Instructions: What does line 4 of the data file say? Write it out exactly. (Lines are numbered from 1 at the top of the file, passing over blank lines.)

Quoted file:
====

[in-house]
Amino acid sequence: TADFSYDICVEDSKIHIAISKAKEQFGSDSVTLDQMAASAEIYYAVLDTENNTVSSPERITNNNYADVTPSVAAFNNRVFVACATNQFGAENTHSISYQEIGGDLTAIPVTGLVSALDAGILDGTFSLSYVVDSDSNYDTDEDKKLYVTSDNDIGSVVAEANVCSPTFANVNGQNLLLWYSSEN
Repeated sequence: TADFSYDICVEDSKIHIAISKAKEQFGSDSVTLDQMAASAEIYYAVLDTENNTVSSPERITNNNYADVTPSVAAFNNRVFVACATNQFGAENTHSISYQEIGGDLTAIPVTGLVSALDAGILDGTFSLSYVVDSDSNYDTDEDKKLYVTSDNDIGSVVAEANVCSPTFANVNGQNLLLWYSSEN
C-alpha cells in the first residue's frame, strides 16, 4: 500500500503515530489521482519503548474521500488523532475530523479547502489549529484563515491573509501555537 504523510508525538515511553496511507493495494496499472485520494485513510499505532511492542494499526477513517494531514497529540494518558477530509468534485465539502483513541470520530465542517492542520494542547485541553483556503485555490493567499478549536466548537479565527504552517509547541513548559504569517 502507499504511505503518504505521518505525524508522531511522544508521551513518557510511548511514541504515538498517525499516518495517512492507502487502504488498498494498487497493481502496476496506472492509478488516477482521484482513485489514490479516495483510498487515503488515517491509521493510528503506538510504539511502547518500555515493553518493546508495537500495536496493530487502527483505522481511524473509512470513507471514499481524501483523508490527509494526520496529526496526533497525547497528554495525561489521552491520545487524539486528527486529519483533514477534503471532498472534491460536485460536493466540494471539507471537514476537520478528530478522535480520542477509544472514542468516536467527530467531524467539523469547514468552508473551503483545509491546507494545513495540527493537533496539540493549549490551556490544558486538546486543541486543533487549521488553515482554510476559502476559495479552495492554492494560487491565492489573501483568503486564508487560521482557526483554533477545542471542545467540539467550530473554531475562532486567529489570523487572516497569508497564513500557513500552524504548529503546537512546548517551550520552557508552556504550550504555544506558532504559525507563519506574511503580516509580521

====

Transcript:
C-alpha cells in the first residue's frame, strides 16, 4: 500500500503515530489521482519503548474521500488523532475530523479547502489549529484563515491573509501555537 504523510508525538515511553496511507493495494496499472485520494485513510499505532511492542494499526477513517494531514497529540494518558477530509468534485465539502483513541470520530465542517492542520494542547485541553483556503485555490493567499478549536466548537479565527504552517509547541513548559504569517 502507499504511505503518504505521518505525524508522531511522544508521551513518557510511548511514541504515538498517525499516518495517512492507502487502504488498498494498487497493481502496476496506472492509478488516477482521484482513485489514490479516495483510498487515503488515517491509521493510528503506538510504539511502547518500555515493553518493546508495537500495536496493530487502527483505522481511524473509512470513507471514499481524501483523508490527509494526520496529526496526533497525547497528554495525561489521552491520545487524539486528527486529519483533514477534503471532498472534491460536485460536493466540494471539507471537514476537520478528530478522535480520542477509544472514542468516536467527530467531524467539523469547514468552508473551503483545509491546507494545513495540527493537533496539540493549549490551556490544558486538546486543541486543533487549521488553515482554510476559502476559495479552495492554492494560487491565492489573501483568503486564508487560521482557526483554533477545542471542545467540539467550530473554531475562532486567529489570523487572516497569508497564513500557513500552524504548529503546537512546548517551550520552557508552556504550550504555544506558532504559525507563519506574511503580516509580521